Little expense leaks spring up all the time. Many are the result of seemingly minor choices made in the day-to-day frenzy, but they can add up to a lot of lost cash.
Even if you think you have all your expenses under control, it can't hurt to do a quick check for some of the top cash drips. Here's a list of a few expenses every business owner or CEO should look into.
If you have subscriptions to YouSendIt, DropBox, GotoMeeting or other online services, you are probably getting charged a monthly fee. But are you being charged for the right number of users, the right scale of service? You may have signed up during a trial period or at a point when your needs were different. Take a look at your charges, and size them appropriately.
Maybe you still need a traditional landline telephone service. And, heck, while you are at it, possibly you need a horse and carriage for your short commute and leeches for when you are sick.
Kidding aside, there are so many free (and near-free) digital telecom solutions available that paying for a big phone system and all the supporting telecom add-ons is hard to justify. Telecom technology changes so rapidly that you should be looking at this expense quarterly. You don't want to be changing systems constantly, but you may be able to negotiate better packages.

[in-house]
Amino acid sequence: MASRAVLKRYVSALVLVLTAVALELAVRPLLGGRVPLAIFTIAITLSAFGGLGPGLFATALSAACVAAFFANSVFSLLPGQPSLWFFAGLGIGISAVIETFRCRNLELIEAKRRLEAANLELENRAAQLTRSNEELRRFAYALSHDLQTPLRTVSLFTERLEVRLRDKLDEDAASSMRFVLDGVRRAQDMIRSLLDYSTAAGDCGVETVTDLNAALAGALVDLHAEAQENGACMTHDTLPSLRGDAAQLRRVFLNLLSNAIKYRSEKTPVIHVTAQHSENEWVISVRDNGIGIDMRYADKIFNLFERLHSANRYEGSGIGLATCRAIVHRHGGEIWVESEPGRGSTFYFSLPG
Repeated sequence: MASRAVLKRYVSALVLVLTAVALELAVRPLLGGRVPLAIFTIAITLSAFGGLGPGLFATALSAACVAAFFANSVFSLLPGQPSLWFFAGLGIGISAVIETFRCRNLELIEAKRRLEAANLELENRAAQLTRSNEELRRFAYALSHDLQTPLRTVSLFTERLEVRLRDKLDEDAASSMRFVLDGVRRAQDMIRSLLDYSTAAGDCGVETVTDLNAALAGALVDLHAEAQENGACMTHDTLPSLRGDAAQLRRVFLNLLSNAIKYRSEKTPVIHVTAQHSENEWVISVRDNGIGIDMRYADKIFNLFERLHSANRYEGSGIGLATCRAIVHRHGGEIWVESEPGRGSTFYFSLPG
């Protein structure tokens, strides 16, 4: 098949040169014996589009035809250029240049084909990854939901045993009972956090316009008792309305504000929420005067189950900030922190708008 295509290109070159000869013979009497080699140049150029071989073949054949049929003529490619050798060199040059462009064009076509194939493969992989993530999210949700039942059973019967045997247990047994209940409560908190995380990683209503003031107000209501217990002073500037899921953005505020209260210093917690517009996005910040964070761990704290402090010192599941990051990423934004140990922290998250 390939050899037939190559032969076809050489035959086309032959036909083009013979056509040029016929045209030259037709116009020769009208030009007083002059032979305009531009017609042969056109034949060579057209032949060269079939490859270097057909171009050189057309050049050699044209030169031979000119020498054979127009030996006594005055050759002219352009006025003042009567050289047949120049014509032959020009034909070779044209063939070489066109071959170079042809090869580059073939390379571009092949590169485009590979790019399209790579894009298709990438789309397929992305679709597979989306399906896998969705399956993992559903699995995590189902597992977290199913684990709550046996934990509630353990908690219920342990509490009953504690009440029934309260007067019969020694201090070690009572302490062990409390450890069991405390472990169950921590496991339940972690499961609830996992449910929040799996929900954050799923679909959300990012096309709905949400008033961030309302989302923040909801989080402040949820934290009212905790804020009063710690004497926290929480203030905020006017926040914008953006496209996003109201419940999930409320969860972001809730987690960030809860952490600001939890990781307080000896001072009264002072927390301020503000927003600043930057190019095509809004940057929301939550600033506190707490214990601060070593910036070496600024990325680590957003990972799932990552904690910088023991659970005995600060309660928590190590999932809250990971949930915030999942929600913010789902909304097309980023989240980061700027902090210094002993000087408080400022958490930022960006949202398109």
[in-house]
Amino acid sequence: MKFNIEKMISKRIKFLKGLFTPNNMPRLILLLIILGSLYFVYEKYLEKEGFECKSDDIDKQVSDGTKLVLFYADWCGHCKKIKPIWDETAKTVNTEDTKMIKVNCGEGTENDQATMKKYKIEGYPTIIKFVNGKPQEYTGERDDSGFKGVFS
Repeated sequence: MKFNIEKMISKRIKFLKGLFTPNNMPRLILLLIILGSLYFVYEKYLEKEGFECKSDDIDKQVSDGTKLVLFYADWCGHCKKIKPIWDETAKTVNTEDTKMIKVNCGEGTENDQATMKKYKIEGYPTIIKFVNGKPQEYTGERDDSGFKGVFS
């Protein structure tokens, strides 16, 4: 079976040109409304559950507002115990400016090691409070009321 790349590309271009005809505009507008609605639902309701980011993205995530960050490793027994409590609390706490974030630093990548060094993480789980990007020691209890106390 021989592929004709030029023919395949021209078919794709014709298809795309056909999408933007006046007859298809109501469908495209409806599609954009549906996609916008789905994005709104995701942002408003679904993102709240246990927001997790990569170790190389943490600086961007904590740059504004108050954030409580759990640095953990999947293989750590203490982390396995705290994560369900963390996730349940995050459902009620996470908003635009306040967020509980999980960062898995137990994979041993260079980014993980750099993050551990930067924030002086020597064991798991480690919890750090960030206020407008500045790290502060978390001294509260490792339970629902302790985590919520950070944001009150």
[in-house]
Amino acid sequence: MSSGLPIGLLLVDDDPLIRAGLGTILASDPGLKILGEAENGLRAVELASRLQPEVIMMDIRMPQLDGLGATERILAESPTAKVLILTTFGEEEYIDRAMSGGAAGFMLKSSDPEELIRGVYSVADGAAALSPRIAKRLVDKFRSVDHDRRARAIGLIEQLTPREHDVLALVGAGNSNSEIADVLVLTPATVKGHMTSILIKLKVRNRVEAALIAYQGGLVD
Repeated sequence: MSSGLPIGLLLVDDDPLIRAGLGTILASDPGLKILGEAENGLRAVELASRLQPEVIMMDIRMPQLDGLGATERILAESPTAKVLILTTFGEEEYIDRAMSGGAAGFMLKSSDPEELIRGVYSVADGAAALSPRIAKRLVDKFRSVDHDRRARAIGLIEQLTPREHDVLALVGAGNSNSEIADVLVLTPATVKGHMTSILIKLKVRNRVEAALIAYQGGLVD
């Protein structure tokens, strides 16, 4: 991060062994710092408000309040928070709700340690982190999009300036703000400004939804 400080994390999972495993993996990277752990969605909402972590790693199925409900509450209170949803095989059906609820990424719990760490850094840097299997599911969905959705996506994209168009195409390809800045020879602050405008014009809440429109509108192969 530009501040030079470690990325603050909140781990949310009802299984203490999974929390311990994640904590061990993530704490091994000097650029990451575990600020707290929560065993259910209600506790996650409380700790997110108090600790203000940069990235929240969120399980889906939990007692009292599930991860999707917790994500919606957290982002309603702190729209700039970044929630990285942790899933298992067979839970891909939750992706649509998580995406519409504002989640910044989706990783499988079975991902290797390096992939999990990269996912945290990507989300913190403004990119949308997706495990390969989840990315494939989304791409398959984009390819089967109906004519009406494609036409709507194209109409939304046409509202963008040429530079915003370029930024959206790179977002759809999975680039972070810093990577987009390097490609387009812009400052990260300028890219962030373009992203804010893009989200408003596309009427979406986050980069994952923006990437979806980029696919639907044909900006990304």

Regular reviews should also include all the smartphones and data packages your people have: Are you getting the best deal available?
The number of default "overnight it" decisions that get made in a small office is crazy. It becomes the standard for all shipping, when other levels of service would be completely acceptable at a fraction of the charges.
This is a particular sore spot. Lots of banks charge you for check writing, wire transfers, transaction processing, and so on. When you first negotiated these fees with your bank, your business was a certain size and did business in a particular way. Has your business changed? If so, look at your fee structures and make certain you are getting the best deal for the business you are in today.
When we relaunched our website a few weeks ago--a grueling process, by the way--we looked at lots of options. It turns out there are more choices out there than types of jarred spaghetti sauce.
We made a quick check of our new contract against the invoices from a former services provider, and we found a lot of one-time and one-off charges that added up to almost as much as the monthly hosting fee. It was all legit--but it was ridiculous.
If your people travel or incur expenses on business, then you deal with reimbursements. Let's start with the assumption you hire good and honest people. Even so, you still need the organizational rigor of a clear expense policy that declares what you will reimburse and what you won't. (Personal cell-phone bills? Hotel gym fees? Airport lounges?)
Then, stick to it.
I don't believe in the grumpy-old-man school of cost containment. No one wants to be that guy in Bermuda shorts and dark socks wandering around the house randomly yelling that the "darn kids should shut off the lights when they leave a room!"
But I am a fan of a regular quarterly review of the leaky financial faucets. Make certain you've got the basics in line, then set it and forget it until the next quarter.